the silver which was procured from the
mines in Cardiganshire by Sir Hugh Middle
ton, amounting to £2,000 value per month,
enabled hind to construct that valuable work
which we call the New River, for the pur
pose of supplying a portion of London with
water. The bishop also mentions that a
mint was established at Aberystwith for
coining silver. In the English mines this
metal is found mixed with lead, from which
it is separated by a very simple process in
vented by Mr. Pattison, of Newcastle. The
mixed metal is melted in an iron pot, and is
then allowed to cool. The silver "sets" be
fore the lead, and is then separated by sim
ply straining it through a colander. Silver
can be beaten out into leaves so thin that
one grain of it can be made to cover a sur
face of more than fifty square inches. Wire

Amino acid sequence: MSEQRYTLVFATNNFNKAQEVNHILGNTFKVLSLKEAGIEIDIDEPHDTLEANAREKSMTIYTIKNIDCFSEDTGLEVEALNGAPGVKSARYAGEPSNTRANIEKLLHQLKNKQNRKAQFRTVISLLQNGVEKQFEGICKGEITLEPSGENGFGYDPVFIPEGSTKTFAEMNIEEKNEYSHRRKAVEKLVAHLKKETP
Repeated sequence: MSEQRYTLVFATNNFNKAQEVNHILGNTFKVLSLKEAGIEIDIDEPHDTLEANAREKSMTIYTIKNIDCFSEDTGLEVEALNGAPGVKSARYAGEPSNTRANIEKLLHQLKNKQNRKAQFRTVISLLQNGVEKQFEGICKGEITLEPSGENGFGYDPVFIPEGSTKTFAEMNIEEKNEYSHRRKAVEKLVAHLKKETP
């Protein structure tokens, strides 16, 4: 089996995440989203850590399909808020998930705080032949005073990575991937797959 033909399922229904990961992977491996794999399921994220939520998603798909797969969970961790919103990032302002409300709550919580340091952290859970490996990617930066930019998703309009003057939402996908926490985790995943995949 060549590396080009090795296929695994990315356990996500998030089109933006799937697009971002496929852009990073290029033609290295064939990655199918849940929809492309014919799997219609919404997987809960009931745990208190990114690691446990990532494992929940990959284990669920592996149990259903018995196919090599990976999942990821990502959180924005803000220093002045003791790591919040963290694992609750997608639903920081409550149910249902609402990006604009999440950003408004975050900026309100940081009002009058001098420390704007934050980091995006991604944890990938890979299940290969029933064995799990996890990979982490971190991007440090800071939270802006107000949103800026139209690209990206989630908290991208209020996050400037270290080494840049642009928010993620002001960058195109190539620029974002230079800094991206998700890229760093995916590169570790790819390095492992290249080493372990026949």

also can be drawn from it finer than a hu
man hair. In these respects it has a nearer
resemblance to gold than any other metal.—
With the mechanical qualities of silver most
readers are pretty well acquainted-; but as
very little is known of its chemical qualities,
it may be well to mention them. Silver has,
as it were, a determination to exist in no
other form than in the metallic state in
which we generally see it; and although the
chemist may dissolve it, and overcome its
" nobility," yet it is so prone to assume its
natural state, that even daylight will restore
it to its pristine beauty. It is here that
chemistry shows its great power in adapting
a peculiar property of a material to some